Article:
The Society for Epidemiologic Research produces two podcasts. Epidemiology Counts is catered to a general audience to inform on the state of health straight from researchers. SERious EPI is catered to practicing epidemiologist.
Check out the Epidemiology Podcast Crossover episode with Bryan James, Matt Fox, Hailey Banack, Lucy D’Agostino, and Lisa Bodnar! Emceed by Geetika Kailoo.
Epidemiology Counts is the official podcast of the Society for Epidemiologic Research. The SERpodcast gives you up to date information on the state of health research straight from researchers who are deeply involved with this work. In each episode, we’ll look at a particular disease or health condition or something that we are exposed to in our daily lives that may affect our health, and bring you a look at what we currently know and what don’t know about each of these conditions or potential causes of disease (what we refer to as “exposures”).
SERpodcast is organized and curated by a working group comprised of leading epidemiologists in the field, and current members of SER.
Do you want to know more about novel methods in epidemiology but don’t have the time read a bunch of papers on the topic? Do you want to keep current on the latest developments but can’t go back to school for another degree? Do you just want the big picture understanding so you can follow along? SERious EPI is a new podcast from the Society for Epidemiologic Research hosted by Hailey Banack and Matt Fox. The podcast will include interviews with leading epidemiology researcher who are experts on cutting edge and novel methods. Interviews will focus on why these methods are so important, what problems they solve, and how they are currently being used. The podcast is targeted towards current students as well as practicing epidemiologists who want to learn more from experts in the field.
Matthew Fox - Host, SERious EPI
Matthew Fox, DSc, MPH, is Professor in the Department Global Health & Development and in the Department of Epidemiology at Boston University. Dr. Fox joined the center in 2001. His research interests include treatment outcomes in HIV-treatment programs, infectious disease epidemiology (with specific interests in HIV and pneumonia), and epidemiologic methods. Dr. Fox works on ways to improve retention in HIV-care programs in South Africa from the time of testing HIV-positive through long-term treatment. As part of this work, he is involved in analyses to assess the impact of changes in South Africa¹s National Treatment Guidelines for HIV. Read more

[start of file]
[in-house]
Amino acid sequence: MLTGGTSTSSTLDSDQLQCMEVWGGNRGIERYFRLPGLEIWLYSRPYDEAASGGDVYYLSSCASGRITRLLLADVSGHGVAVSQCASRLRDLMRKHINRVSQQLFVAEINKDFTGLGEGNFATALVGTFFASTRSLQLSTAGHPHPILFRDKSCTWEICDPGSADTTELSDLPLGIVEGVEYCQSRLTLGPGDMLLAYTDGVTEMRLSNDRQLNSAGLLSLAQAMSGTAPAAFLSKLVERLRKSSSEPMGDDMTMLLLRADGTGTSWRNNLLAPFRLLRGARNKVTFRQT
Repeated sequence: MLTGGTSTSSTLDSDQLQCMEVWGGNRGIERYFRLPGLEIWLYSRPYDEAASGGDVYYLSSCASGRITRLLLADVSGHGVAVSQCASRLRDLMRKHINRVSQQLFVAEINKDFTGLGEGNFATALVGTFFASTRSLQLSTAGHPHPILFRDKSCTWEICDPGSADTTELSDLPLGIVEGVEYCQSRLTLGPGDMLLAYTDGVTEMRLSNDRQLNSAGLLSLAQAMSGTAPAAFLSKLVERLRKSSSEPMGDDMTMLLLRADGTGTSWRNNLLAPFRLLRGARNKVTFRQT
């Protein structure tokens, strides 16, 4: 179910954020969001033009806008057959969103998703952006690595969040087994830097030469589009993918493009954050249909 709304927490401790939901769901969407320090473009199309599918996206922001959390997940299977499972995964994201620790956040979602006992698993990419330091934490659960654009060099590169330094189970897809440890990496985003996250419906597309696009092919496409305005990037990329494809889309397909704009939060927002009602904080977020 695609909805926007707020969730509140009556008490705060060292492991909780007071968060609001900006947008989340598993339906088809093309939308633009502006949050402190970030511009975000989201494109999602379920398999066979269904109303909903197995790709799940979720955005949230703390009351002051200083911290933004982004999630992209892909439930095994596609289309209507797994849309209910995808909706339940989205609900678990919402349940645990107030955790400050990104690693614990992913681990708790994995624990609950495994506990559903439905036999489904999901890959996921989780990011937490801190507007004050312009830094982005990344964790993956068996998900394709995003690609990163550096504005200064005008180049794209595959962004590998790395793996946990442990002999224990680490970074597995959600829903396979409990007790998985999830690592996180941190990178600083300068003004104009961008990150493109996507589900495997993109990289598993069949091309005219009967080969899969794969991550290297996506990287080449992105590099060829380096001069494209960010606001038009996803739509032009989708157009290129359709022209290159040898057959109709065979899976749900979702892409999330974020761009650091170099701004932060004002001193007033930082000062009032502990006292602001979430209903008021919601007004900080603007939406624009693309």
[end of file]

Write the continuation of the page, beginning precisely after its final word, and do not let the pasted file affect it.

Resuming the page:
Bryan James - Host, Epidemiology Counts
Bryan D. James, PhD, is an epidemiologist with the Rush Alzheimer’s Disease Center and an associate professor in the Department of Internal Medicine, Section of Community Epidemiologic Research, at Rush University Medical Center. His research focuses on identifying risk factors for Alzheimer’s disease, dementia, cognitive decline and disability at the population level. In particular, he is interested in social and lifestyle factors that can protect against the clinical manifestation of disease pathology in the aging brain. He is currently funded by the National Institute on Aging to examine why hospitalization can lead to faster cognitive decline in some older persons. James received his PhD in epidemiology from the Johns Hopkins Bloomberg School of Public Health in 2009 and Master of Bioethics degree from the University of Pennsylvania in 2001. He has published extensively in the areas of cognitive aging, gerontology, neuroepidemiology, and research ethics. He helps to prepare the Alzheimer’s Association Facts & Figures annual report.
Ghassan Harma - Committee Co-Chair
I am an environmental and occupational health researcher. The ultimate goal of my work is to improve population health by identifying agents that cause disease and can be removed from our environment. I am particularly interested in studying exposures as complex mixtures. This is a result of the belief that most diseases are the result of a complex process that is influenced (both negatively and positively) by a wide range of environmental contaminants, social conditions, and even products we use in day to day life. I employ Bayesian methods to achieve my research goals. Practically speaking, the machinery of Bayesian methods (Markov chain Monte Carlo) allows a great deal of flexibility in model specification and allows us to examine exposures as mixtures in ways that traditional statistical tools are simply incapable of handling. This comes with a computational cost (some models can take days to run), but one that can be well worth it.
Hailey Banack - Host, SERious EPI
Hailey Banack is a postdoctoral fellow in epidemiology at the University at Buffalo working with the Women’s Health Initiative (WHI). Her research is focused broadly on obesity and aging. She is also interested in using quantitative bias analysis techniques to investigate and account for sources of bias in aging research.
Sue Bevan - Producer
SER Executive Director
Suzanne Bevan is the Executive Director of the Society for Epidemiologic Research. As the founder and owner of SSB Management, Suzanne Bevan has provided consulting and management services to organizations for more than 20 years. With a background in accounting and executive management, in-depth experience in contract negotiations with large hotel chains and outside service vendors, she provides services to a range of clientele and conference programs.